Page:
EIS: The origin the Oz name remains a mystery. But the much-circulated story about the “O-Z” file cabinet drawer probably never happened, as his wife Maud made that clear in a written interview she gave. Baum seemed to have made up that tale a few years after the fact in order to give reporters an answer that they would understand. Other theories are more plausible, and I discuss them in the book. For instance, Oz is a Biblical word, meaning “inner strength” in Hebrew. But the filing cabinet tale has been distracting, because it seems to suggest that the Land of Oz is just a patch of nonsense, rather than the highly meaningful place it is.

WW: Where do you place L. Frank Baum in literary history?  Was he just a writer looking to make money, or do you think he had an agenda with his works? 

EIS: He was no Fitzgerald or Hemingway, yet he became one of the best children’s authors of the 20th century, influencing everyone from Maurice Sendak to JRR Tolkien to J.K. Rowling. The Wonderful Wizard of Oz really was the Harry Potter of its time, as inspired as anything anyone ever wrote. Baum was looking to make money, but so were a lot of writers. I believe there was indeed an agenda other than to entertain children, but he concealed the story he was really telling inside a fantastic fable. He often used his stories to advance the agenda of his late mother-in-law, the women’s rights leader Matilda Joslyn Gage.  I hope to show people where the great American story came from, because it largely comes from our country’s great and not-so-great history and Frank Baum’s particular path through it. I also hope to show people that there’s a deep reason why The Wizard of Oz has captured our collective imagination for more than a century. This is a story that still helps guide our own lives today..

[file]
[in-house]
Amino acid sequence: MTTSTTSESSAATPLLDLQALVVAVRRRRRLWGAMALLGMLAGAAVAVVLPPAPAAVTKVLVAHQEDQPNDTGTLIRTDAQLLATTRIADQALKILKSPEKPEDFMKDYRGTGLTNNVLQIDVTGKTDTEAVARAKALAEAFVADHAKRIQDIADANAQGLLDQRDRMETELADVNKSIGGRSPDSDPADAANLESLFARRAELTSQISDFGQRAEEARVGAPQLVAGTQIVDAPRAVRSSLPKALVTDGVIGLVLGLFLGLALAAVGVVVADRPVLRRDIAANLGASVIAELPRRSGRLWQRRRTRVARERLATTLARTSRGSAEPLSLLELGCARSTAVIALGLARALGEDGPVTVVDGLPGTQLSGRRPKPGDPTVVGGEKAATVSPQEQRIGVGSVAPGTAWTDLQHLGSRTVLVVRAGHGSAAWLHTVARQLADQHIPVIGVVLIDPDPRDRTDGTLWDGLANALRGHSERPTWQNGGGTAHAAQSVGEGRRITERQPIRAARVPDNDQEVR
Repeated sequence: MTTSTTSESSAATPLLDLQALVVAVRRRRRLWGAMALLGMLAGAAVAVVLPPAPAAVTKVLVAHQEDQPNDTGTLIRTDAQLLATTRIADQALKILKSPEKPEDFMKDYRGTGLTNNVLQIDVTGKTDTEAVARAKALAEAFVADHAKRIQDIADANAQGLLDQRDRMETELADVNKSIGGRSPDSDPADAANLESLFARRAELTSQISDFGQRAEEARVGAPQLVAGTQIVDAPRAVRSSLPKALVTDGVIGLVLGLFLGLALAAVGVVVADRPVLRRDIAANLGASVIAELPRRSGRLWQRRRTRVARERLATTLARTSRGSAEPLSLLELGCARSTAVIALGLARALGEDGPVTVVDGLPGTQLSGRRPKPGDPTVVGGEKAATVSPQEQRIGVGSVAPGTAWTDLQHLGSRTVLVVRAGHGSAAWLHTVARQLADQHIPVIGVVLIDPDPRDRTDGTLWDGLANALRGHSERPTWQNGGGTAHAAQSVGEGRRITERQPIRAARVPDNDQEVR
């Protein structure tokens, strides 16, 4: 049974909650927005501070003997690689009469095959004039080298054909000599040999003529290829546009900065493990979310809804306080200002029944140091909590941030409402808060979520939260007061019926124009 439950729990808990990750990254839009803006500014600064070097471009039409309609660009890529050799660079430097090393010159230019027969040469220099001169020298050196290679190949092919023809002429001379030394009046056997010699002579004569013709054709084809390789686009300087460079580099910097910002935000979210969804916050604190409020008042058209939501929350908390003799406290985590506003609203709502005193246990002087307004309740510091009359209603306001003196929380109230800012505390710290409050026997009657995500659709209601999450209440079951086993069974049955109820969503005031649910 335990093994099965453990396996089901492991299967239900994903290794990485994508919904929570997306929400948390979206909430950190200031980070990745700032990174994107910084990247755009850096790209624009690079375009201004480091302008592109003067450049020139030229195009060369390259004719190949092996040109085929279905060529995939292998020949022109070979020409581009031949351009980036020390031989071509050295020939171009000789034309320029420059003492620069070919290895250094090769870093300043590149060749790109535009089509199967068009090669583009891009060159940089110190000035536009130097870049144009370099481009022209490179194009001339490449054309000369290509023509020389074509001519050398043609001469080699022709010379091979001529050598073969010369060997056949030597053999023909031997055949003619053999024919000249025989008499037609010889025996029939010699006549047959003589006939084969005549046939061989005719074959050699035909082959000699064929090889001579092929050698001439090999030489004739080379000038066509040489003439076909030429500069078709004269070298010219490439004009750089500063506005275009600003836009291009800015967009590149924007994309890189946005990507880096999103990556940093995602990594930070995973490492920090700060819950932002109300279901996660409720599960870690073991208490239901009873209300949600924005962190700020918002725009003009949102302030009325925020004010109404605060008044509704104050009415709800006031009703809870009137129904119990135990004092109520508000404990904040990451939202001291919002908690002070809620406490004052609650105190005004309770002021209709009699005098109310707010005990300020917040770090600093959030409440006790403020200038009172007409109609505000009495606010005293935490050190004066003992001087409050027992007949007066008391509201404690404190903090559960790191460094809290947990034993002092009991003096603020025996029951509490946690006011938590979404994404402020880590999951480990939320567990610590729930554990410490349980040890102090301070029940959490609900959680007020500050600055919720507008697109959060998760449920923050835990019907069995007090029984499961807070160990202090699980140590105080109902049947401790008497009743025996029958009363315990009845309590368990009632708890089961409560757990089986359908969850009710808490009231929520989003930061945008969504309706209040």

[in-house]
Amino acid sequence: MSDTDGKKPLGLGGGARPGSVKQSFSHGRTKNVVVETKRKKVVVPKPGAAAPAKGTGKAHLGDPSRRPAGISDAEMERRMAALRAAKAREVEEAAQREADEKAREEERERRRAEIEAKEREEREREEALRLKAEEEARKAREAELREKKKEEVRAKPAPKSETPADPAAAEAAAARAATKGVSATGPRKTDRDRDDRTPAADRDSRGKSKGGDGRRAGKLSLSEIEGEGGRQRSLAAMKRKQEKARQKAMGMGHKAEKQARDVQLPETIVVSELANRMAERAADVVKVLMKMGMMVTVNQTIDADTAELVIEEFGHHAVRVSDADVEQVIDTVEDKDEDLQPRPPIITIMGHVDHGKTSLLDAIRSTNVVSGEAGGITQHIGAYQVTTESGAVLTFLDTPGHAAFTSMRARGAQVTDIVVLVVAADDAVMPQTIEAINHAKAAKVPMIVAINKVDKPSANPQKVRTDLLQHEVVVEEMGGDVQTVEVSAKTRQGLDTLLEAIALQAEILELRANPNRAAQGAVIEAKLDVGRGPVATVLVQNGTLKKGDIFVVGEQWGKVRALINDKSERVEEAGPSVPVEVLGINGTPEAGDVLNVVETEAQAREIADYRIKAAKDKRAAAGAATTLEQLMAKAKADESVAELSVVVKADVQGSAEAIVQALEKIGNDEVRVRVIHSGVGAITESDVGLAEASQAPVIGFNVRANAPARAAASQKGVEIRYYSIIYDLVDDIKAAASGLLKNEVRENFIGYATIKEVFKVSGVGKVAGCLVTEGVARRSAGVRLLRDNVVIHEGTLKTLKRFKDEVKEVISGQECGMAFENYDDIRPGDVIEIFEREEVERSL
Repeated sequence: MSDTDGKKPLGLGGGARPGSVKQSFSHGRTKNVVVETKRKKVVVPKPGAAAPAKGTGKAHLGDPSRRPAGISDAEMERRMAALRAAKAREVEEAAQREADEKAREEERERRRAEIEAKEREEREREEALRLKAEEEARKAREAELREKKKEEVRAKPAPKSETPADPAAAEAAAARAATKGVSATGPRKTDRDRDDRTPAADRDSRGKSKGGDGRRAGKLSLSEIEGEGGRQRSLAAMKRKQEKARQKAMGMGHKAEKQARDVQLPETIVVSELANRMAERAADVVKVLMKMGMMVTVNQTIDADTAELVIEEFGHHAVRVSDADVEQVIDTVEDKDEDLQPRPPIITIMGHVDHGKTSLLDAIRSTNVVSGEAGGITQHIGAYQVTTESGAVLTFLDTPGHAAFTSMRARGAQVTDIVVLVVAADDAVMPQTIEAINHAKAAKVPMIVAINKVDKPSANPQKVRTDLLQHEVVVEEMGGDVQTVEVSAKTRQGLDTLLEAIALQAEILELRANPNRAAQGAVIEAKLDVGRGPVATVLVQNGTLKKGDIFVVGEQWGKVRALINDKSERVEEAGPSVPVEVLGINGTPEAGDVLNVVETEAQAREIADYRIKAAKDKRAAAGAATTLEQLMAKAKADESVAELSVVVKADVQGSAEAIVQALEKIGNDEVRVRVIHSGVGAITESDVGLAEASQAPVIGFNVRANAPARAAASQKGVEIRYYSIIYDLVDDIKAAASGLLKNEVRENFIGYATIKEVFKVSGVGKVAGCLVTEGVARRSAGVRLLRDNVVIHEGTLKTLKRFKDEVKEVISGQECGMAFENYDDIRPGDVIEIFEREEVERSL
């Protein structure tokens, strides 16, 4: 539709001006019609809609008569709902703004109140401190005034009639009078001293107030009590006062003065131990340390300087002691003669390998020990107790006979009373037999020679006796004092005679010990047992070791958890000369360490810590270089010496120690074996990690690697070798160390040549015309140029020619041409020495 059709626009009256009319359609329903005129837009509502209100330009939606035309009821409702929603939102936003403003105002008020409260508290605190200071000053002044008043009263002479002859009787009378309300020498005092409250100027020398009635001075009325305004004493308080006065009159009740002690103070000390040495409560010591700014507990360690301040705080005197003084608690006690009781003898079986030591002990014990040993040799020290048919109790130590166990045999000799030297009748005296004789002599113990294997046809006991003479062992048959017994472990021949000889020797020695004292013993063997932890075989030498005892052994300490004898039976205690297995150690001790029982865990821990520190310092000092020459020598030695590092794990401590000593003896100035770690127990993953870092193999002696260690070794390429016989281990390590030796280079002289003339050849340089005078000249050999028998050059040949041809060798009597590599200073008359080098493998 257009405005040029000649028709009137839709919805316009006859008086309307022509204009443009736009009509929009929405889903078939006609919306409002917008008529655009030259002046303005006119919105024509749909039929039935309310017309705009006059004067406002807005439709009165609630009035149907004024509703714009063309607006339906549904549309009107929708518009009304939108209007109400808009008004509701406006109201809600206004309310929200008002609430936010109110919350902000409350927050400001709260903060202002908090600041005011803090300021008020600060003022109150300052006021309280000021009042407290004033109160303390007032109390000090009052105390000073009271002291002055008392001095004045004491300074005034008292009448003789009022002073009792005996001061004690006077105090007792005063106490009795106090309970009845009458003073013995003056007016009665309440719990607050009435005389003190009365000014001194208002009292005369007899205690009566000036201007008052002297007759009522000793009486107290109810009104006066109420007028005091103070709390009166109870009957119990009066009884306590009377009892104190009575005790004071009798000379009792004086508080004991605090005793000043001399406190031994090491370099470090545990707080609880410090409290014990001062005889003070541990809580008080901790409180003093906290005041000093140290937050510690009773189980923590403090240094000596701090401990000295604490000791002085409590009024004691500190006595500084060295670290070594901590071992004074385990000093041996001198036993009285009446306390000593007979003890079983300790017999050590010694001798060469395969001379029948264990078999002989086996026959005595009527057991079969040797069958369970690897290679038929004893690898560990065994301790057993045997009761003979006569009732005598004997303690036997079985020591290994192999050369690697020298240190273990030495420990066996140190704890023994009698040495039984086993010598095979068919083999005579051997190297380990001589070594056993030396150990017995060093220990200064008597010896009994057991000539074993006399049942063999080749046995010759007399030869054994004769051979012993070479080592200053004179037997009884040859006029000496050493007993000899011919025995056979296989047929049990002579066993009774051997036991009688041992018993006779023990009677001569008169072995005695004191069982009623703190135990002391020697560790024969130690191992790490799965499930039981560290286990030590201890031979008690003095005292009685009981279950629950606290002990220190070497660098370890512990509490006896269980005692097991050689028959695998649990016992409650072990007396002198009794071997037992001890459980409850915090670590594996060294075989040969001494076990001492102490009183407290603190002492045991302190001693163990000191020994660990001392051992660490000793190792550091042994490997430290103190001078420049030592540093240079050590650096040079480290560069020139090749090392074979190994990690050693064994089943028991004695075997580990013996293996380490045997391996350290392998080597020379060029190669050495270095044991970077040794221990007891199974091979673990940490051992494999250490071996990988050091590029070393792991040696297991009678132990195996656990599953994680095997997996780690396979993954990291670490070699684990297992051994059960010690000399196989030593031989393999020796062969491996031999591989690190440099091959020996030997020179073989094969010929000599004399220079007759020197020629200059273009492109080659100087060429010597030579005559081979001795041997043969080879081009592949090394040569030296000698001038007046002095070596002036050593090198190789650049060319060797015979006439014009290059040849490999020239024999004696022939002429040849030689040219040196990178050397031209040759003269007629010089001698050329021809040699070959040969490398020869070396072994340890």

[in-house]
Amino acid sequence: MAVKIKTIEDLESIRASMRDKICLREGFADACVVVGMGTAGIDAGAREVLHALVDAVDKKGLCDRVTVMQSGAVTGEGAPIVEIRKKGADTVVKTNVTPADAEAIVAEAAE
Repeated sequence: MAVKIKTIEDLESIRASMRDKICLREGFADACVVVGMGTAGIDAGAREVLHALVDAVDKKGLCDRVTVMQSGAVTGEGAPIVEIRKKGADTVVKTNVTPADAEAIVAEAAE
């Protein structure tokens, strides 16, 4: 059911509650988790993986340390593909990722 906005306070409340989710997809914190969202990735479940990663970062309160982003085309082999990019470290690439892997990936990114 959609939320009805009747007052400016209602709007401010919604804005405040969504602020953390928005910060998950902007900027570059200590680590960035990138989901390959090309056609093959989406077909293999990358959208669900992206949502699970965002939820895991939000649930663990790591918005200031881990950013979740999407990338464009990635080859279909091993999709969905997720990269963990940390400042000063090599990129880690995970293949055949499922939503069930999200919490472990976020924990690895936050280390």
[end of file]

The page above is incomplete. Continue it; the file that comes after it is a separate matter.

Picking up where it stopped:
WW: Based on your research, why do you think Baum wanted to end the Oz series? 

EIS: The Oz series became a job for him, an obligation to his many fans. And they sometimes read like they were scattershot and forced. Plus, he had spent his whole life moving on to new things. He thought he should do the same with his stories. But the years after Baum’s first Oz novel are barely covered in my book. My whole focus is “finding oz.”

WW: How did you first "find Oz"?  Was it through the MGM film or the book series?

My very earliest memory is being scared out of my wits by the Great and Powerful Oz, the flying monkeys and the Wicked Witch of the West, in those annual showings on TV. I got hooked on Baum’s first Oz book later on. But it wasn’t until just a few years ago that the journey of “Finding Oz” began for me. I was re-reading Baum’s novel, this time aloud at bedtime to my 7-year-old daughter. I was inspired by her reaction, but I also wondered how one man was able to invent so many cultural icons. How does someone who failed at so many different careers suddenly, in his early 40s (my age too!), come up with The Wizard of Oz? What did it mean to him? And why is it still so powerful to us?

WW: What do you think Baum would think of what his story has become today?

EIS: The Wizard of Oz was a big hit in his lifetime, but he couldn’t have imagined how amazing and successful the Judy Garland movie would be. He would have cried for joy. What else could he do after learning that his story has given so much pleasure to billions of people? Also, I think he’d be terribly jealous that he didn’t think of creating Wicked.

Evan I. Schwartz has written books about invention and creativity, most notably The Last Lone Inventor, about television inventor Philo T. Farnsworth...and JUICE, about the creative process of inventors. He lives with his family in Connecticut. He will be promoting his book at the Roxie Theatre in SanFrancisco on Apirl 9 & 11, 2009 with a showing of the 1939 MGM film.  Evan can be reached through

Finding Oz: How L. Frank Baum Discovered the Great American Story is scheduled for publication on April 23, 2009 by Houghton Mifflin Harcourt.

Blair Frodelius lives in upstate New York and is the editor of The Daily Ozmapolitan and  He can be reached at

--Interviewed by Blair Frodelius; March 6 & March 25, 2009